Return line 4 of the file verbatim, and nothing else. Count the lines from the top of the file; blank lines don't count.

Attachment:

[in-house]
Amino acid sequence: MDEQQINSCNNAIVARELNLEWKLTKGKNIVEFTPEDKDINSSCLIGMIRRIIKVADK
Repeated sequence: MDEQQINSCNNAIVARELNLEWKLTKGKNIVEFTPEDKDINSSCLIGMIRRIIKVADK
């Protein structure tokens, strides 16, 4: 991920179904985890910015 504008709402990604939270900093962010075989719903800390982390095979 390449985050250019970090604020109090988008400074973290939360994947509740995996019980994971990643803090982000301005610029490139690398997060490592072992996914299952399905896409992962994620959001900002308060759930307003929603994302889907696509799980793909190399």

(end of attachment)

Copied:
């Protein structure tokens, strides 16, 4: 991920179904985890910015 504008709402990604939270900093962010075989719903800390982390095979 390449985050250019970090604020109090988008400074973290939360994947509740995996019980994971990643803090982000301005610029490139690398997060490592072992996914299952399905896409992962994620959001900002308060759930307003929603994302889907696509799980793909190399």